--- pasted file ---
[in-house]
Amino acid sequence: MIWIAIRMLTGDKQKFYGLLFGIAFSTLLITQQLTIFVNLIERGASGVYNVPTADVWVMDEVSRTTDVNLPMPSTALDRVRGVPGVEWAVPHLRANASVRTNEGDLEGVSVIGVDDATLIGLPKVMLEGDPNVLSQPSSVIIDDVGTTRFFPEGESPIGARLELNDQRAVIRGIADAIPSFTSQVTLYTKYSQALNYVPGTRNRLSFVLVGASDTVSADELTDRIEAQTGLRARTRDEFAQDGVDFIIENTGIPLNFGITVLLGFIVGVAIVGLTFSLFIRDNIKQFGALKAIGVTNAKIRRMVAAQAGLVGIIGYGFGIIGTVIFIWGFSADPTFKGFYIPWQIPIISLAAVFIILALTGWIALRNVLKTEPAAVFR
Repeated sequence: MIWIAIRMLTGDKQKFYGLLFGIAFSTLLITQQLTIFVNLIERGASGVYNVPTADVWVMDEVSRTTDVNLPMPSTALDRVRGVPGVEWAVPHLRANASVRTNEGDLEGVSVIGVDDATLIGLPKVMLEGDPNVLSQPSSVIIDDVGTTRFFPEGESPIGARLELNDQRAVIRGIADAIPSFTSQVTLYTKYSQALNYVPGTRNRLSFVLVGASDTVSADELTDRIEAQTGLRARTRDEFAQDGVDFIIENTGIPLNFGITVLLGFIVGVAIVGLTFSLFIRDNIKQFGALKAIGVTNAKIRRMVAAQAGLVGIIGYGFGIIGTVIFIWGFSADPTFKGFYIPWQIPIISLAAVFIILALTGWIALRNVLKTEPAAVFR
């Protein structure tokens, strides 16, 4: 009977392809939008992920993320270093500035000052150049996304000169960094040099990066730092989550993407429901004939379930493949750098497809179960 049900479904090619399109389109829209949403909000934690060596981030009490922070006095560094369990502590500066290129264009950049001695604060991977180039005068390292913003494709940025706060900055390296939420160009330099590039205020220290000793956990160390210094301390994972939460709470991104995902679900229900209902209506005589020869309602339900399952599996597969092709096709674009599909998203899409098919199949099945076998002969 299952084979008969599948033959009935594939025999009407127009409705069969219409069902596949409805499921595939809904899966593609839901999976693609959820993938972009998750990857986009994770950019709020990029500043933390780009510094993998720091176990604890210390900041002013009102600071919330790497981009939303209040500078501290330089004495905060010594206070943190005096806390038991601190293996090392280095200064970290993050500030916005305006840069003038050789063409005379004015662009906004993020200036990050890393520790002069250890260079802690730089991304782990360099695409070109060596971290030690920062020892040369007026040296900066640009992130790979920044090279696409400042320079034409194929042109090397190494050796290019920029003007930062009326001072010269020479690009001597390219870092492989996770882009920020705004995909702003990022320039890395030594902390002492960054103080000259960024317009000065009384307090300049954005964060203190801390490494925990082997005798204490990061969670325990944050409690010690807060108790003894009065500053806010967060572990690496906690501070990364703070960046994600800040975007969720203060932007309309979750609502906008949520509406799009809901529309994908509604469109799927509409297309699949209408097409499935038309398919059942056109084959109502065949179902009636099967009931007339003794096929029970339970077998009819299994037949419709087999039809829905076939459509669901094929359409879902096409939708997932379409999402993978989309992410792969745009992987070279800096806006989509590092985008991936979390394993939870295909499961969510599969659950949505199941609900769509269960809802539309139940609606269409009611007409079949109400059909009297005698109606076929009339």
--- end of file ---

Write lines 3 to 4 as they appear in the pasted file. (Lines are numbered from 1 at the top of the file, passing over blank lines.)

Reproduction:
Repeated sequence: MIWIAIRMLTGDKQKFYGLLFGIAFSTLLITQQLTIFVNLIERGASGVYNVPTADVWVMDEVSRTTDVNLPMPSTALDRVRGVPGVEWAVPHLRANASVRTNEGDLEGVSVIGVDDATLIGLPKVMLEGDPNVLSQPSSVIIDDVGTTRFFPEGESPIGARLELNDQRAVIRGIADAIPSFTSQVTLYTKYSQALNYVPGTRNRLSFVLVGASDTVSADELTDRIEAQTGLRARTRDEFAQDGVDFIIENTGIPLNFGITVLLGFIVGVAIVGLTFSLFIRDNIKQFGALKAIGVTNAKIRRMVAAQAGLVGIIGYGFGIIGTVIFIWGFSADPTFKGFYIPWQIPIISLAAVFIILALTGWIALRNVLKTEPAAVFR
């Protein structure tokens, strides 16, 4: 009977392809939008992920993320270093500035000052150049996304000169960094040099990066730092989550993407429901004939379930493949750098497809179960 049900479904090619399109389109829209949403909000934690060596981030009490922070006095560094369990502590500066290129264009950049001695604060991977180039005068390292913003494709940025706060900055390296939420160009330099590039205020220290000793956990160390210094301390994972939460709470991104995902679900229900209902209506005589020869309602339900399952599996597969092709096709674009599909998203899409098919199949099945076998002969 299952084979008969599948033959009935594939025999009407127009409705069969219409069902596949409805499921595939809904899966593609839901999976693609959820993938972009998750990857986009994770950019709020990029500043933390780009510094993998720091176990604890210390900041002013009102600071919330790497981009939303209040500078501290330089004495905060010594206070943190005096806390038991601190293996090392280095200064970290993050500030916005305006840069003038050789063409005379004015662009906004993020200036990050890393520790002069250890260079802690730089991304782990360099695409070109060596971290030690920062020892040369007026040296900066640009992130790979920044090279696409400042320079034409194929042109090397190494050796290019920029003007930062009326001072010269020479690009001597390219870092492989996770882009920020705004995909702003990022320039890395030594902390002492960054103080000259960024317009000065009384307090300049954005964060203190801390490494925990082997005798204490990061969670325990944050409690010690807060108790003894009065500053806010967060572990690496906690501070990364703070960046994600800040975007969720203060932007309309979750609502906008949520509406799009809901529309994908509604469109799927509409297309699949209408097409499935038309398919059942056109084959109502065949179902009636099967009931007339003794096929029970339970077998009819299994037949419709087999039809829905076939459509669901094929359409879902096409939708997932379409999402993978989309992410792969745009992987070279800096806006989509590092985008991936979390394993939870295909499961969510599969659950949505199941609900769509269960809802539309139940609606269409009611007409079949109400059909009297005698109606076929009339």